Where is Oyster Bay? Well, the nearest town is Huntington, Long Island, directly across Long Island Sound from Stamford, CT. There are probably 200 sailboats in this bay, which is pretty typical of all the other well protected bays along Long Island, and have many yacht clubs along the shores; some of these clubs are over 100 years old! Huge homes (some can rightly be called castles) with perfectly manicured sloping lawns down to the water overlook these harbors and cost around 25 million we are told. Some of the moored sailboats around us cost about a million dollars.
So here we are, anchored in one of the “backyards” of a mansion, and, as usual, for free! Try to pull up into the backyard of a strangers’ mansion with your rv and try that. The weather and temperature are perfect. The water is smooth except for the occasional wake from a passing fisherman, out for bluefish. We are listening to NPR on the radio, having just finished one of my favorite breakfasts, granola and yogurt with honey (not a favorite like eggs benedict is a favorite, but it’s pretty good). Kathy just finished her stretches and exercises on the poop deck and is about to have a math lesson with Rachel (math is her one subject for the summer). The word for this morning is contentment.
Tonight we’ll have Bluefish for dinner. I caught one last night right at dusk. It’s fun to catch them- here’s how. First you cast a treble hook into a boiling mass of Menhaden (they boil when the underlying Bluefish go for them), which are small 8” baitfish, and then repeatedly jerk the rod to snag one. Then you let it swim around, waiting for a Bluefish to strike it. I like this kind of fishing because it is an active style as opposed to just throwing a baited hook in the water and waiting for something to happen.
We’ll head 10 miles across the sound to Stamford, CT in a while. There, we’ll rent a car and visit Kathy’s old stomping grounds, as well as mine in Wilton, CT. Afterwards we’ll sail back across the sound to Port Jefferson to meet up with friends Todd and Denise Roy who live in Moriches.
The anchorage in Liberty Park was perfect (protected from waves and weather, and free). We visited the Statue of Liberty and Ellis Island on one day. The next day we took a bus to a water taxi to the subway on Manhattan Island, to a short walk to the Empire State Building. The view from the top was spectacular in the clear cool air. We brushed shoulders with thousands of people in Time Square. You can tell the locals from the tourists on the streets. Tourists stumble around staring upwards at the tall buildings while the locals weave expertly around the tourists. In the subways, the locals plow through the gates with passes while tourists stand off to the side watching other tourists to figure out how to buy tickets and find the right subway. Heavily armed police were in all the subway terminals as well as all over the city. We watched an approaching policeman on horseback cause a slew of street vendors selling purses and trinkets to throw their wares in a blanket straight into a waiting box on a dolly and take off down the street. One vendor hid behind a van in the street as the policeman rode by on the sidewalk, and then returned to his original sales post.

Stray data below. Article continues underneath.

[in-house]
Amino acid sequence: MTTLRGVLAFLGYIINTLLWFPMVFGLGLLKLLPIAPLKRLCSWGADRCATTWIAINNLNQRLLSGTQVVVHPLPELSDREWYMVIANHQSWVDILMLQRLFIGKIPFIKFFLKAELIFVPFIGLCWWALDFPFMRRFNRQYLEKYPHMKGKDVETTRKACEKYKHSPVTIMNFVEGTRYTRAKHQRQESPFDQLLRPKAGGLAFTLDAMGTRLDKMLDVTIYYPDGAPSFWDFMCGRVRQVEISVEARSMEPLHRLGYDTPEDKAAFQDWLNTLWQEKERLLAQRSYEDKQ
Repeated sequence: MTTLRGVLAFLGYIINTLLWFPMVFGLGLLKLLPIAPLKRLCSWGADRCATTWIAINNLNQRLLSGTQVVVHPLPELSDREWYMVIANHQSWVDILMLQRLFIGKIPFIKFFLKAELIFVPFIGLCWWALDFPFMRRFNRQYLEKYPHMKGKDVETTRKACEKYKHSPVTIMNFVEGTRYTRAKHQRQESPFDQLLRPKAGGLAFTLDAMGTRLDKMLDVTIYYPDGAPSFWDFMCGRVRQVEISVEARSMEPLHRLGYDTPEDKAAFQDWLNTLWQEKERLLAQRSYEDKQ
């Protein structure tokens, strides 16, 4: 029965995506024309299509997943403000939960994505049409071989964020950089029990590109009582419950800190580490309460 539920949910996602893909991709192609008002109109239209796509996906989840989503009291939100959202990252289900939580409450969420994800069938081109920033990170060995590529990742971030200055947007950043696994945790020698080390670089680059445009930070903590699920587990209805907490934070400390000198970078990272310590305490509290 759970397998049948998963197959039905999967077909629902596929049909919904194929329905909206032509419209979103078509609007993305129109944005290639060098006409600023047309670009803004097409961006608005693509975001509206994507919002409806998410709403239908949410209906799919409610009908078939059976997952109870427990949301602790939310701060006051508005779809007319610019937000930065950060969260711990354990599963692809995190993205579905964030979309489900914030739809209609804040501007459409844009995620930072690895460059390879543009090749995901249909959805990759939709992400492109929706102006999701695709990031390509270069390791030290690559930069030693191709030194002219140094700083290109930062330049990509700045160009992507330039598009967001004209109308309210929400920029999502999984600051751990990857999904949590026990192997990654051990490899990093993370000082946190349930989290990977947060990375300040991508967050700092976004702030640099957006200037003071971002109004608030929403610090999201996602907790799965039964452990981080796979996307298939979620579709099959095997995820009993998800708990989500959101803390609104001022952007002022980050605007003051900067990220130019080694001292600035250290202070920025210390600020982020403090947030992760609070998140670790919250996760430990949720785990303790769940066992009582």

Returning to our water taxi took us past Ground Zero where the building of the Memorial Tower is underway. It was hard for us to imagine the Twin Towers standing in this spot. Many of the surrounding buildings were in stages of repair and we could see the blackened fronts of some of them. We didn’t have much to say as we stared at the site.
We carefully analyzed all information to pick the correct departure time to head up the East River to get the push from the strong current which resulted in a speed over ground of 9kts as opposed to 5kts if the current had been against us. So we “flew” past the skyscrapers under the Brooklyn Bridge, through the swirls of Hell Gate and on past Rikers Island into the Long Island Sound for a 3 hour trek to Manhasset Bay. There, we stocked up on groceries, I changed the oil on the generator and propulsion engines, and we bought more navigation chips for the chartplotter to take us all the way to Canada (or however far north we get). Yesterday we gibed downwind 15 miles to Oyster Bay. We can see the reason for all the yacht clubs and numerous sailing vessels. Long Island Sound has all the room for easy sailing and navigation, and smooth water compared to the ocean. You don’t even want to run aground around here though, because the bottom is rock, not sand. So I’m maintaining a deeper amount of water under the keel and taking the “long way around” instead of the shortcuts allowed in sandy areas, or especially in the clear waters of the Bahamas where what you see is what you get.
Our slow cell phone internet connection won’t allow photos, so they’ll have to wait for an internet café. All is well with us, and, we hope, with you too.